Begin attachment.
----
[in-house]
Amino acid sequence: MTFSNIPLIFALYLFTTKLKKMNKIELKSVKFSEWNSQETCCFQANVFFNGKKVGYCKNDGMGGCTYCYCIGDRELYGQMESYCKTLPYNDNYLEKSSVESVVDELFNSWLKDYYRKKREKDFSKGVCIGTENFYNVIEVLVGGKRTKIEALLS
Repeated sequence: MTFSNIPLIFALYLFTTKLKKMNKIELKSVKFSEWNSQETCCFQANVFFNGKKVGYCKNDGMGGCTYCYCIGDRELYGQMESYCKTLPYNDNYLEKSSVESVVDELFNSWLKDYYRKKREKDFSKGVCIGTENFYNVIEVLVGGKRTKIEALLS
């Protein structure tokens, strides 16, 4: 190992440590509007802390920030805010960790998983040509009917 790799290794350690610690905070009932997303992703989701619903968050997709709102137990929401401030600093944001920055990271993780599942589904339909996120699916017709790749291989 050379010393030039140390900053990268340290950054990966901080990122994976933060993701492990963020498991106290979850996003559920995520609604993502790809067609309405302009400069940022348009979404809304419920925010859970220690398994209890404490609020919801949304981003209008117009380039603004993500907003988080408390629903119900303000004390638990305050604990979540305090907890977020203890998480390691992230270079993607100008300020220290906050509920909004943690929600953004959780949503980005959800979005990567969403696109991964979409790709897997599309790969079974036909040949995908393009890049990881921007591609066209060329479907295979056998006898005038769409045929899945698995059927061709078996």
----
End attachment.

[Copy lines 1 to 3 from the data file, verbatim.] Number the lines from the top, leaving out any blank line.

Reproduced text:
[in-house]
Amino acid sequence: MTFSNIPLIFALYLFTTKLKKMNKIELKSVKFSEWNSQETCCFQANVFFNGKKVGYCKNDGMGGCTYCYCIGDRELYGQMESYCKTLPYNDNYLEKSSVESVVDELFNSWLKDYYRKKREKDFSKGVCIGTENFYNVIEVLVGGKRTKIEALLS
Repeated sequence: MTFSNIPLIFALYLFTTKLKKMNKIELKSVKFSEWNSQETCCFQANVFFNGKKVGYCKNDGMGGCTYCYCIGDRELYGQMESYCKTLPYNDNYLEKSSVESVVDELFNSWLKDYYRKKREKDFSKGVCIGTENFYNVIEVLVGGKRTKIEALLS